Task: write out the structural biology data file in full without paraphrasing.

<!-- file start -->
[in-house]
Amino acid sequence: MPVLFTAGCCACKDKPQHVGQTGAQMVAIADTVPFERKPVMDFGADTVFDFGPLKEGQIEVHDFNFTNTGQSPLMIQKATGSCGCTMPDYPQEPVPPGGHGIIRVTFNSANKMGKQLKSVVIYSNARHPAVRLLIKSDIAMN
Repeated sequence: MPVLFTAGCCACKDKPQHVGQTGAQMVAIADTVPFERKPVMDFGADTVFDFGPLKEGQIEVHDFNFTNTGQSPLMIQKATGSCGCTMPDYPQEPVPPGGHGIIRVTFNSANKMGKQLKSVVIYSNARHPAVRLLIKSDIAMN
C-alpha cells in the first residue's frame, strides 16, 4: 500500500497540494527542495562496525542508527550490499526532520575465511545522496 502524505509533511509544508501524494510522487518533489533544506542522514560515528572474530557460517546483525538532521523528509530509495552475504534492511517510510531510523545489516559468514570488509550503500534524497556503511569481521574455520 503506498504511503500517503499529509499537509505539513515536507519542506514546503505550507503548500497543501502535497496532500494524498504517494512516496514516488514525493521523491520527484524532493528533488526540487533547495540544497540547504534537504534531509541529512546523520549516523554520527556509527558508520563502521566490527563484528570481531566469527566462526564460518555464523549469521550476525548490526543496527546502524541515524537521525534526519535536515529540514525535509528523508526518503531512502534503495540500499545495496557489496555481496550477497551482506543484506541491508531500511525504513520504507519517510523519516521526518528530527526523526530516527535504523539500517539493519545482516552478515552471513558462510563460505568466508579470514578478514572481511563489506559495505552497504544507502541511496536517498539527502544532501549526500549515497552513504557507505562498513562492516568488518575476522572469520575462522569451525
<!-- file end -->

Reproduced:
[in-house]
Amino acid sequence: MPVLFTAGCCACKDKPQHVGQTGAQMVAIADTVPFERKPVMDFGADTVFDFGPLKEGQIEVHDFNFTNTGQSPLMIQKATGSCGCTMPDYPQEPVPPGGHGIIRVTFNSANKMGKQLKSVVIYSNARHPAVRLLIKSDIAMN
Repeated sequence: MPVLFTAGCCACKDKPQHVGQTGAQMVAIADTVPFERKPVMDFGADTVFDFGPLKEGQIEVHDFNFTNTGQSPLMIQKATGSCGCTMPDYPQEPVPPGGHGIIRVTFNSANKMGKQLKSVVIYSNARHPAVRLLIKSDIAMN
C-alpha cells in the first residue's frame, strides 16, 4: 500500500497540494527542495562496525542508527550490499526532520575465511545522496 502524505509533511509544508501524494510522487518533489533544506542522514560515528572474530557460517546483525538532521523528509530509495552475504534492511517510510531510523545489516559468514570488509550503500534524497556503511569481521574455520 503506498504511503500517503499529509499537509505539513515536507519542506514546503505550507503548500497543501502535497496532500494524498504517494512516496514516488514525493521523491520527484524532493528533488526540487533547495540544497540547504534537504534531509541529512546523520549516523554520527556509527558508520563502521566490527563484528570481531566469527566462526564460518555464523549469521550476525548490526543496527546502524541515524537521525534526519535536515529540514525535509528523508526518503531512502534503495540500499545495496557489496555481496550477497551482506543484506541491508531500511525504513520504507519517510523519516521526518528530527526523526530516527535504523539500517539493519545482516552478515552471513558462510563460505568466508579470514578478514572481511563489506559495505552497504544507502541511496536517498539527502544532501549526500549515497552513504557507505562498513562492516568488518575476522572469520575462522569451525